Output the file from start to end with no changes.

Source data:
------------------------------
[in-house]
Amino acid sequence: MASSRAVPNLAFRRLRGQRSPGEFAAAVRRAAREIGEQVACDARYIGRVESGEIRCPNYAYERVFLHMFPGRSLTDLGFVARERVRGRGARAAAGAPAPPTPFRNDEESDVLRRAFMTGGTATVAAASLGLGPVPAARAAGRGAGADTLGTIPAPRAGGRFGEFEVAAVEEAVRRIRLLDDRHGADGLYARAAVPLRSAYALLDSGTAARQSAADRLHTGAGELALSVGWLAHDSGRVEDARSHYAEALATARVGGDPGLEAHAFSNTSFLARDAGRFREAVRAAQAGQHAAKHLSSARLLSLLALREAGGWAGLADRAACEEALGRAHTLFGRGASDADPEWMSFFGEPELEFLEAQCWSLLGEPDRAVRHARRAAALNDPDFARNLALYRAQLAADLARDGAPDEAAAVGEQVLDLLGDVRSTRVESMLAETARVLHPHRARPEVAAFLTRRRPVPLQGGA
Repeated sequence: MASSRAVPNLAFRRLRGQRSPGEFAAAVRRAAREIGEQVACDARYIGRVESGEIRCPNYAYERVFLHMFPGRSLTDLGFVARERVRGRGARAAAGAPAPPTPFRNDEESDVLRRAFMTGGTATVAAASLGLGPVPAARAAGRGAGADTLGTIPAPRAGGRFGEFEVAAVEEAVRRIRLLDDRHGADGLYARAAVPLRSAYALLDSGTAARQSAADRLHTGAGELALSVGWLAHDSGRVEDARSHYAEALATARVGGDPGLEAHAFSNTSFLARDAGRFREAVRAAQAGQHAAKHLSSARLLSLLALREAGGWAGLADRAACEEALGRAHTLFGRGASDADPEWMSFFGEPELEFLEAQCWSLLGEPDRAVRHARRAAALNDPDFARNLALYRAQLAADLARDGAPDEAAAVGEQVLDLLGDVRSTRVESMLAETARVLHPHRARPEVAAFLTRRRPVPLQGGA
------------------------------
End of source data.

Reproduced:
[in-house]
Amino acid sequence: MASSRAVPNLAFRRLRGQRSPGEFAAAVRRAAREIGEQVACDARYIGRVESGEIRCPNYAYERVFLHMFPGRSLTDLGFVARERVRGRGARAAAGAPAPPTPFRNDEESDVLRRAFMTGGTATVAAASLGLGPVPAARAAGRGAGADTLGTIPAPRAGGRFGEFEVAAVEEAVRRIRLLDDRHGADGLYARAAVPLRSAYALLDSGTAARQSAADRLHTGAGELALSVGWLAHDSGRVEDARSHYAEALATARVGGDPGLEAHAFSNTSFLARDAGRFREAVRAAQAGQHAAKHLSSARLLSLLALREAGGWAGLADRAACEEALGRAHTLFGRGASDADPEWMSFFGEPELEFLEAQCWSLLGEPDRAVRHARRAAALNDPDFARNLALYRAQLAADLARDGAPDEAAAVGEQVLDLLGDVRSTRVESMLAETARVLHPHRARPEVAAFLTRRRPVPLQGGA
Repeated sequence: MASSRAVPNLAFRRLRGQRSPGEFAAAVRRAAREIGEQVACDARYIGRVESGEIRCPNYAYERVFLHMFPGRSLTDLGFVARERVRGRGARAAAGAPAPPTPFRNDEESDVLRRAFMTGGTATVAAASLGLGPVPAARAAGRGAGADTLGTIPAPRAGGRFGEFEVAAVEEAVRRIRLLDDRHGADGLYARAAVPLRSAYALLDSGTAARQSAADRLHTGAGELALSVGWLAHDSGRVEDARSHYAEALATARVGGDPGLEAHAFSNTSFLARDAGRFREAVRAAQAGQHAAKHLSSARLLSLLALREAGGWAGLADRAACEEALGRAHTLFGRGASDADPEWMSFFGEPELEFLEAQCWSLLGEPDRAVRHARRAAALNDPDFARNLALYRAQLAADLARDGAPDEAAAVGEQVLDLLGDVRSTRVESMLAETARVLHPHRARPEVAAFLTRRRPVPLQGGA